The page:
With the introduction of the GranTurismo S and now the GranTurismo Convertible, the 2010 Maserati GranTurismo lineup is equal to anything else in the class. Thankfully, Maserati stays with the new ZF transmission that reviews read by TheCarConnection.com indicate is among the best available.
Car and Driver finds that base Maserati GranTurismo models come with "a 405 horsepower, 4.2-liter wet-sump iteration of the engine you'd normally locate in the middle of a Ferrari F430," while the 2010 Maserati GranTurismo S “gets a new version of Maserati's Ferrari-derived aluminum V-8," which displaces 4.7 liters and pumps out "433 horsepower and 361 pound-feet of torque."
While both of the engines emit a ferocious sound, the Maserati GranTurismo S is understandably more intimidating and enjoyable to hear at full throttle. The Maserati GranTurismo Convertible also benefits from the more powerful engine. Automobile Magazine states that "there are faster cars than the GranTurismo S, but none of them make more intoxicating sounds when you select the Sport mode, thereby opening a bypass in the exhaust and liberating countless decibels of race-car-style mayhem." ConsumerGuide is a fan of the Maserati GranTurismo's passing power, noting that "once underway the engine shines...pulling vigorously as revs climb." Acceleration numbers are brisk, with Automobile Magazine reporting that the 2010 Maserati GranTurismo S "leaps from 0 to 60 mph in less than five seconds."
As for the ZF six-speed automatic gearbox, Car and Driver finds that "every shift is a crisp rifle shot preceded by matching revs, followed instantly by a big green LED informing what gear has been summoned." Edmunds reviewers stand their ground against automatics, claiming that they "still like to row [their] own gears with one of those iconic Italian gated shifters," but in their absence, the "crisp automated manual has placated [them] to some extent."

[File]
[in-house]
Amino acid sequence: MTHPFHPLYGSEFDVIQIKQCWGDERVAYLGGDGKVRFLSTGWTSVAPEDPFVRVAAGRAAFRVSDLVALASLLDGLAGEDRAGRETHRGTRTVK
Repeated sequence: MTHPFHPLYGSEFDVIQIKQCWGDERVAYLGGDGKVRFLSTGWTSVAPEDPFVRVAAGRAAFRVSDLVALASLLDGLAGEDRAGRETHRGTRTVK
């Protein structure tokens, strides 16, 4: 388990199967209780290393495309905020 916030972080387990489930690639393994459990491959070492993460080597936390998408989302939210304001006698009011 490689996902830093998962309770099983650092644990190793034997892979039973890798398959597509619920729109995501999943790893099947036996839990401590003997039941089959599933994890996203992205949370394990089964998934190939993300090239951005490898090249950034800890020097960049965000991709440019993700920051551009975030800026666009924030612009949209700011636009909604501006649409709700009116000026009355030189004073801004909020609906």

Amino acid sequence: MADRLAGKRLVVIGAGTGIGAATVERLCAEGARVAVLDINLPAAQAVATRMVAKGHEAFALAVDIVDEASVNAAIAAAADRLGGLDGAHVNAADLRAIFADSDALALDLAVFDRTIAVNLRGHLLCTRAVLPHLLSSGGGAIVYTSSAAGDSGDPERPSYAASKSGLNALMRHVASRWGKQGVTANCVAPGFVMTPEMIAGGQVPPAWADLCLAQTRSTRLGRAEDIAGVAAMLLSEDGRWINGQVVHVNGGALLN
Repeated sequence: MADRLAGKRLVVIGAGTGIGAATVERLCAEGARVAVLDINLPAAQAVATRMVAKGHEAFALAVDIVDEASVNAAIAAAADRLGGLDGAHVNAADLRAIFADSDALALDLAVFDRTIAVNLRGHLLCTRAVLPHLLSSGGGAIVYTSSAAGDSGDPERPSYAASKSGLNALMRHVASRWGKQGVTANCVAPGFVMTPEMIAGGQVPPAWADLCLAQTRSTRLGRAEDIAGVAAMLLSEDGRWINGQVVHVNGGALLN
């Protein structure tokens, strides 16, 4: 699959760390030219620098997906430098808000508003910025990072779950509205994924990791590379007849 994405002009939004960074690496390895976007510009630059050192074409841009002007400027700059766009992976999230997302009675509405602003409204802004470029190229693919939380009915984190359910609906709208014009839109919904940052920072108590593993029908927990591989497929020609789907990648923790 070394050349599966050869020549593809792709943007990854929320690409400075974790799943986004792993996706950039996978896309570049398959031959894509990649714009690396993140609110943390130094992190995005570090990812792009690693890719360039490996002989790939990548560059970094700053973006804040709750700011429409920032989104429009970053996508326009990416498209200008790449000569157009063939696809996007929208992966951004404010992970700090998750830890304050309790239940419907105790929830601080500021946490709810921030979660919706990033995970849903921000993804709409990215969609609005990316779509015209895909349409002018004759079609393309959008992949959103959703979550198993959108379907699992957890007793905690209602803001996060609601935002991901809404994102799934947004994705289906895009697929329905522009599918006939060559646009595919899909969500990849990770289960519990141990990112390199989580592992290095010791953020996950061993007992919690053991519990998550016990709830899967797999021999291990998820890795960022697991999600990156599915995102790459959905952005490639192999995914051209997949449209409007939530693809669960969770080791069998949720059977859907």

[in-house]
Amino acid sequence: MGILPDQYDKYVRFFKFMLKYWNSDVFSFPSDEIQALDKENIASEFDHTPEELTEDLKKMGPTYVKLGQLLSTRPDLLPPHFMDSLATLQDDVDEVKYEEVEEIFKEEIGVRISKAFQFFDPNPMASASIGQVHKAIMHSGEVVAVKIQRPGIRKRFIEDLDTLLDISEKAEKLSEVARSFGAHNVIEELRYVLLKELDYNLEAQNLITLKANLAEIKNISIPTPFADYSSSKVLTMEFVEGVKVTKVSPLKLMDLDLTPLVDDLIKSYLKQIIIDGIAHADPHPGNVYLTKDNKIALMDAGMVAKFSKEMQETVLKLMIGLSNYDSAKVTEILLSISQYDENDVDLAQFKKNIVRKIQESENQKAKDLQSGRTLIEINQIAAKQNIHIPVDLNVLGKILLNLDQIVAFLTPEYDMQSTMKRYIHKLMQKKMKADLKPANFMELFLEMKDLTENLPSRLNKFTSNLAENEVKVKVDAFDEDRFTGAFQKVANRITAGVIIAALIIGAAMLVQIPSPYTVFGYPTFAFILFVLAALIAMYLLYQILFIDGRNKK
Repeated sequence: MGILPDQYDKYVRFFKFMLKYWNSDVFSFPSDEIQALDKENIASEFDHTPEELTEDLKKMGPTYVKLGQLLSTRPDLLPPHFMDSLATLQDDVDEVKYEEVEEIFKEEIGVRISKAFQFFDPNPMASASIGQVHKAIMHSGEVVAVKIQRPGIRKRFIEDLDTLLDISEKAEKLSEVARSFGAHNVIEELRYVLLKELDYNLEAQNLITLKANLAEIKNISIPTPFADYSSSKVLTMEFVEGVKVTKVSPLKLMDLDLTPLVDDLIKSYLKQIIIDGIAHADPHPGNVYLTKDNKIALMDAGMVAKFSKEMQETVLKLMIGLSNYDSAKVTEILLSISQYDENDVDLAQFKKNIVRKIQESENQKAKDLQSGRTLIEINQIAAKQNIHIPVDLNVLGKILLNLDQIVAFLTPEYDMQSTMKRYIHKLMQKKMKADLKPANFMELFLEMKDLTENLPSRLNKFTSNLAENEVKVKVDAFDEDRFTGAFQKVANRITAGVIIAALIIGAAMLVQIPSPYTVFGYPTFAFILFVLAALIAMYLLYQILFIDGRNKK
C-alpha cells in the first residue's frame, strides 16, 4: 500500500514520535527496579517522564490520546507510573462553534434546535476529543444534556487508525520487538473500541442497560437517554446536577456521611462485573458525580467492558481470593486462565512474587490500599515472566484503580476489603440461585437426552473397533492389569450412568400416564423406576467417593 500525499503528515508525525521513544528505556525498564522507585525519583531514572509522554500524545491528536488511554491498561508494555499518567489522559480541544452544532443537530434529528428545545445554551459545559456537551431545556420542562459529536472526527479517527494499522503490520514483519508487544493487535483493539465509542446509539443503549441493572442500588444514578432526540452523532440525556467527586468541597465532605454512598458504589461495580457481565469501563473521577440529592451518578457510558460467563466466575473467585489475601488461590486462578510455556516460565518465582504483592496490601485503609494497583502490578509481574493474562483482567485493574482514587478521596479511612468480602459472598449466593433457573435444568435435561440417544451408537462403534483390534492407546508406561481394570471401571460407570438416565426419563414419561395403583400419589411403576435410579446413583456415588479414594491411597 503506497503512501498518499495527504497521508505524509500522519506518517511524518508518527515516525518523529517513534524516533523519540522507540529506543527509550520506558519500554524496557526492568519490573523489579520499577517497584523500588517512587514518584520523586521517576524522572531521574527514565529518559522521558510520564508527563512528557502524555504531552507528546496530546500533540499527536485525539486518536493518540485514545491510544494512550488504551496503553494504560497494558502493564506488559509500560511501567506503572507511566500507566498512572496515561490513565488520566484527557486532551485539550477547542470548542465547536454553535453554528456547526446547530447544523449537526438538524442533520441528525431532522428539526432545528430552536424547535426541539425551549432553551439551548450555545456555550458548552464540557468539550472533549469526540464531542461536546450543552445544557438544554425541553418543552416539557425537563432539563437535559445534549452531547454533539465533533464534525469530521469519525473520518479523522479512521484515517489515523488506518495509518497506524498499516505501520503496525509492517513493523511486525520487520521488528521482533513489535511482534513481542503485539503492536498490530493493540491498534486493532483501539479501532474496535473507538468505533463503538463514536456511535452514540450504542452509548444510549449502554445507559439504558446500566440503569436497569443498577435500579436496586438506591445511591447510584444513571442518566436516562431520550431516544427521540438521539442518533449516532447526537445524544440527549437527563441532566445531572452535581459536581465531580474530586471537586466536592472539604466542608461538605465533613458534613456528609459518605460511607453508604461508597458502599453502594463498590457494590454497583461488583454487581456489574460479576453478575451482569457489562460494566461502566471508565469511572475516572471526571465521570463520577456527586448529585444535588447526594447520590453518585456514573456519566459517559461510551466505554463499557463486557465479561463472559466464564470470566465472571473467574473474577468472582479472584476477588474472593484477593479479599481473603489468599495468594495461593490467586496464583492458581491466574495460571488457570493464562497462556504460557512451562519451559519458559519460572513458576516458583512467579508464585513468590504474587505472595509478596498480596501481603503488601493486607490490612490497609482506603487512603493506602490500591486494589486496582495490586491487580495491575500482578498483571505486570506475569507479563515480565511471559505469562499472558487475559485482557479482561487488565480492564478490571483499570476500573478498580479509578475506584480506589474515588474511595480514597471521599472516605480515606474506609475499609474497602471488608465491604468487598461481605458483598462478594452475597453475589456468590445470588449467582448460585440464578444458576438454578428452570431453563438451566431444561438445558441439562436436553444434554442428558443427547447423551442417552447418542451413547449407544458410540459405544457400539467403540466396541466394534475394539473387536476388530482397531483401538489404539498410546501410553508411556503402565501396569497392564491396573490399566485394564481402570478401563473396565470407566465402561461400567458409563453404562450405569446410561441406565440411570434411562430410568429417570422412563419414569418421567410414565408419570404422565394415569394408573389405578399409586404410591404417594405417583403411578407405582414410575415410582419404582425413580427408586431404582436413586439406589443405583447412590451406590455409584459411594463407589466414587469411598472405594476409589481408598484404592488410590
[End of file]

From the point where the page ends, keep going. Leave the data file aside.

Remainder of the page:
The 2010 Maserati GranTurismo hits a snag in the marketing department: Though it's a grand touring car, it needs rather frequent fill-ups, due to an EPA-estimated gas mileage of 12 mpg in the city and 19 mpg on the highway. This isn't too bad considering the segment of cars it’s bundled in. For example, there's the Ferrari F430, which shares an engine similar to the V-8 found in the Maserati GranTurismo; it gets 11 mpg city and 16 mpg on the highway.
The 2010 Maserati GranTurismo lineup's suspension affords an impressive combination of ride quality and performance. Car and Driver testers note that "the car always felt stable, nicely planted, and free of extraneous body motions," while the ride is "firm but never intrusive." TheCarConnection.com's research supports both of those claims, as ConsumerGuide finds that "every nuance of the road surface is felt but effectively filtered, with no harshness or crashing." The major handling complaint comes from Car and Driver, where reviewers are not fans of the fact that the steering is "too heavy at all speeds" with "some slop on-center."